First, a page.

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IRS: Retirement Plans Can Make Loans, Hardship Distributions to Sandy Victims

Posted on November 19, 2012 at 8:21 am- Huntington Patch

As part of the administration’s efforts to bring all available resources to bear to support state and local partners impacted by Hurricane Sandy, the Internal Revenue Service announced that 401(k)s and similar employer-sponsored retirement plans can make loans and hardship distributions to victims of Hurricane Sandy and members of their families.

401(k) plan participants, employees of public schools and tax-exempt organizations with 403(b) tax-sheltered annuities, and state and local government employees with 457(b) deferred-compensation plans may be eligible to take advantage of these streamlined loan procedures and liberalized hardship distribution rules. Though IRA participants are barred from taking out loans, they may be eligible to receive distributions under liberalized procedures.

Retirement plans can provide this relief to employees and certain members of their families who live or work in the disaster area. To qualify for this relief, hardship withdrawals must be made by Feb. 1, 2013.

The IRS is also relaxing procedural and administrative rules that normally apply to retirement plan loans and hardship distributions. As a result, eligible retirement plan participants will be able to access their money more quickly with a minimum of red tape. In addition, the six-month ban on 401(k) and 403(b) contributions that normally affects employees who take hardship distributions will not apply.

This broad-based relief means that a retirement plan can allow a Sandy victim to take a hardship distribution or borrow up to the specified statutory limits from the victim’s retirement plan. It also means that a person who lives outside the disaster area can take out a retirement plan loan or hardship distribution and use it to assist a son, daughter, parent, grandparent or other dependent who lived or worked in the disaster area.

Plans will be allowed to make loans or hardship distributions before the plan is formally amended to provide for such features. In addition, the plan can ignore the limits that normally apply to hardship distributions, thus allowing them, for example, to be used for food and shelter. If a plan requires certain documentation before a distribution is made, the plan can relax this requirement as described in the Announcement.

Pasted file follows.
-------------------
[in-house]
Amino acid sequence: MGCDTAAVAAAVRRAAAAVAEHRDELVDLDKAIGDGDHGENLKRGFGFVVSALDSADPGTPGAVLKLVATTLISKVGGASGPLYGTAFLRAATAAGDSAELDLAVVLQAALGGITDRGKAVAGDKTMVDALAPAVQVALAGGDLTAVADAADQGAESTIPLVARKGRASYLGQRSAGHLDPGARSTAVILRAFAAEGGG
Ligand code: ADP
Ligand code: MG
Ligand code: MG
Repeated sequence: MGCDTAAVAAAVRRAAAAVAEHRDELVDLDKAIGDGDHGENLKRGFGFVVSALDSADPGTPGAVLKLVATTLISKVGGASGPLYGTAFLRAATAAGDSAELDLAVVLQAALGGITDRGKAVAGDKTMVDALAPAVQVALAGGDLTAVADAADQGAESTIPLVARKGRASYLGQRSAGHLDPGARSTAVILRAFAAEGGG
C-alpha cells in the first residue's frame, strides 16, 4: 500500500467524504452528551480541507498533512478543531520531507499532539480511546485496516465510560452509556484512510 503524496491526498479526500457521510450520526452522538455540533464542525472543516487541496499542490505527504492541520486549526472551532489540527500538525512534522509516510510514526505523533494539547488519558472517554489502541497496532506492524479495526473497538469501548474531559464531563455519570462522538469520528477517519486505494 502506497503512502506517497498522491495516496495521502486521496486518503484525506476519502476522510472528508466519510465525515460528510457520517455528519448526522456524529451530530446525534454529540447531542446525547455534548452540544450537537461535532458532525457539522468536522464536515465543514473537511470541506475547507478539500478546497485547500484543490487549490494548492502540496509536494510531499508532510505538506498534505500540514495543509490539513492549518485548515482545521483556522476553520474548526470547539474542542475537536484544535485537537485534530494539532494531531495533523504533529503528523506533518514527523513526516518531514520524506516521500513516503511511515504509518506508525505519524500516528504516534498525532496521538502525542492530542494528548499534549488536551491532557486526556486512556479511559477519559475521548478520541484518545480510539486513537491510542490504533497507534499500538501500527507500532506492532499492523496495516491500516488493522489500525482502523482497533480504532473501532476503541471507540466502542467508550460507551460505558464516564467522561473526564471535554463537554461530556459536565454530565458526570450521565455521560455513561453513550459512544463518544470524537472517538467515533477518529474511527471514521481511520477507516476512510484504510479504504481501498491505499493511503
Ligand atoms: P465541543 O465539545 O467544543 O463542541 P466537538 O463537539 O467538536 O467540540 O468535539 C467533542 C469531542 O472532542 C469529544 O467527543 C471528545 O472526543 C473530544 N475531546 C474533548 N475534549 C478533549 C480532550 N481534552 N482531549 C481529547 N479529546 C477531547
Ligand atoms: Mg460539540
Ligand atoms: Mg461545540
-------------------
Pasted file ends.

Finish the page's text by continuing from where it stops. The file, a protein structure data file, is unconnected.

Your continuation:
Ordinarily, retirement plan loan proceeds are tax-free if they are repaid over a period of five years or less. Under current law, hardship distributions are generally taxable. Also, a 10 percent early-withdrawal tax usually applies.

Medicare Extends Enrollment Period For Those Affected By Sandy

By Susan Jaffe

November 8th, 2012, 1:18 PM

Medicare beneficiaries battered by Superstorm Sandy have one less problem to worry about: Federal officials have extended the Dec. 7 deadline to enroll in a private medical or drug plan for next year for those still coping with storm damage.

The Centers for Medicare & Medicaid Services “understands that many Medicare beneficiaries have been affected by this disaster and wants to ensure that all beneficiaries are able to compare their options and make enrollment choices for 2013,” Arrah Tabe-Bedward, acting director for the Medicare Enrollment and Appeals Group, wrote in a Nov. 7 letter to health insurance companies and State Health Insurance Assistance Programs.

Beneficiaries hit by the storm can still enroll after the midnight Dec. 7 deadline if they call Medicare’s 24-hour information line,1- 800-Medicare (1-800-633-4227).  Representatives will be able to review available plans and complete the enrollment process over the phone.

“We are committed to giving people with Medicare the information and the time they need to make important decisions about their coverage,” Medicare spokeswoman Isabella Leung said in an e-mail.  Medicare officials have not set a new deadline but have encouraged beneficiaries to make their decisions soon if possible.

Seniors currently in a plan will be automatically re-enrolled for next year in the same plan.

The extra time also applies to any beneficiaries who normally get help from family members or others to sort through dozens of plans but who have been unable to do so this year because they live in storm-ravaged areas.  Neither beneficiaries nor those who provide them assistance will be required to prove that they experienced storm damage.

“This is a really important recognition by CMS to accommodate Medicare enrollees affected by Hurricane Sandy,” said Leslie Fried, director for policy and programs at the National Council on Aging, a Washington, D.C., advocacy group.

In the aftermath of Hurricane Sandy, the Obama administration declared Connecticut, New Jersey, New York and Rhode Island as “major disaster areas,” according to the U.S. Federal Emergency Management Agency.  In addition, FEMA issued emergency declarations for parts of Delaware, the District of Columbia, Maryland, Massachusetts, New Hampshire, Pennsylvania, Virginia and West Virginia.

More than 4 million seniors in those states are enrolled in drugs-only plans and more than 2.8 million have Medicare Advantage policies, which includes medical and drug coverage.

Susan Jaffe can be reached at

This post has been corrected.  Earlier versions mistakenly said coverage for those who do not enroll in a 2013 plan would expire at the end of the year. CMS says instead that seniors already in a plan will be automatically re-enrolled for next year in the same plan.


What could play out in the near future?